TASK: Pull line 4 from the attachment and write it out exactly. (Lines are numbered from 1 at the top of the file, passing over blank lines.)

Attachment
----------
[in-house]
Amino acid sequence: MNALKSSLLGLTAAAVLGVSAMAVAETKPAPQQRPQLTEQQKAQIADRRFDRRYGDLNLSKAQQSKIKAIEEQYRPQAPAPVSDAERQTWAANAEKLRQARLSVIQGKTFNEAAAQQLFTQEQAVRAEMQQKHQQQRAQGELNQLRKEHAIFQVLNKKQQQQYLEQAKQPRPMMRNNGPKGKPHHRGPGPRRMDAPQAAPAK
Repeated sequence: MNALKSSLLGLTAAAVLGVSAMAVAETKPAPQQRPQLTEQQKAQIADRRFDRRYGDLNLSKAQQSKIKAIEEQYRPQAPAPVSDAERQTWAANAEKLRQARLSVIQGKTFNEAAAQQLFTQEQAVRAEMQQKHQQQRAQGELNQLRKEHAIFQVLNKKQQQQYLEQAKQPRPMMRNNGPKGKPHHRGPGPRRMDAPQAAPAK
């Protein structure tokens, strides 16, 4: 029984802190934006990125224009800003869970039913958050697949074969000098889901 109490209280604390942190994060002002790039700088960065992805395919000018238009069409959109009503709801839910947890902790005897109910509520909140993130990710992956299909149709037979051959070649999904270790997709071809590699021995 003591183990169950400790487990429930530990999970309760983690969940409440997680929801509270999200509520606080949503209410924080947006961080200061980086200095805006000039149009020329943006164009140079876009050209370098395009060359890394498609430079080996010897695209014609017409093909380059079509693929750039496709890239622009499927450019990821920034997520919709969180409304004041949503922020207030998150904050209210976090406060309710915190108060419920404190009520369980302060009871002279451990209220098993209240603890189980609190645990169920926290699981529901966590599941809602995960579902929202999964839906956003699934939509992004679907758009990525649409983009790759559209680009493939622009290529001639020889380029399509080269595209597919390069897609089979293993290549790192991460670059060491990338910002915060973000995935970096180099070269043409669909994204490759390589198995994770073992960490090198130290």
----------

């Protein structure tokens, strides 16, 4: 029984802190934006990125224009800003869970039913958050697949074969000098889901 109490209280604390942190994060002002790039700088960065992805395919000018238009069409959109009503709801839910947890902790005897109910509520909140993130990710992956299909149709037979051959070649999904270790997709071809590699021995 003591183990169950400790487990429930530990999970309760983690969940409440997680929801509270999200509520606080949503209410924080947006961080200061980086200095805006000039149009020329943006164009140079876009050209370098395009060359890394498609430079080996010897695209014609017409093909380059079509693929750039496709890239622009499927450019990821920034997520919709969180409304004041949503922020207030998150904050209210976090406060309710915190108060419920404190009520369980302060009871002279451990209220098993209240603890189980609190645990169920926290699981529901966590599941809602995960579902929202999964839906956003699934939509992004679907758009990525649409983009790759559209680009493939622009290529001639020889380029399509080269595209597919390069897609089979293993290549790192991460670059060491990338910002915060973000995935970096180099070269043409669909994204490759390589198995994770073992960490090198130290």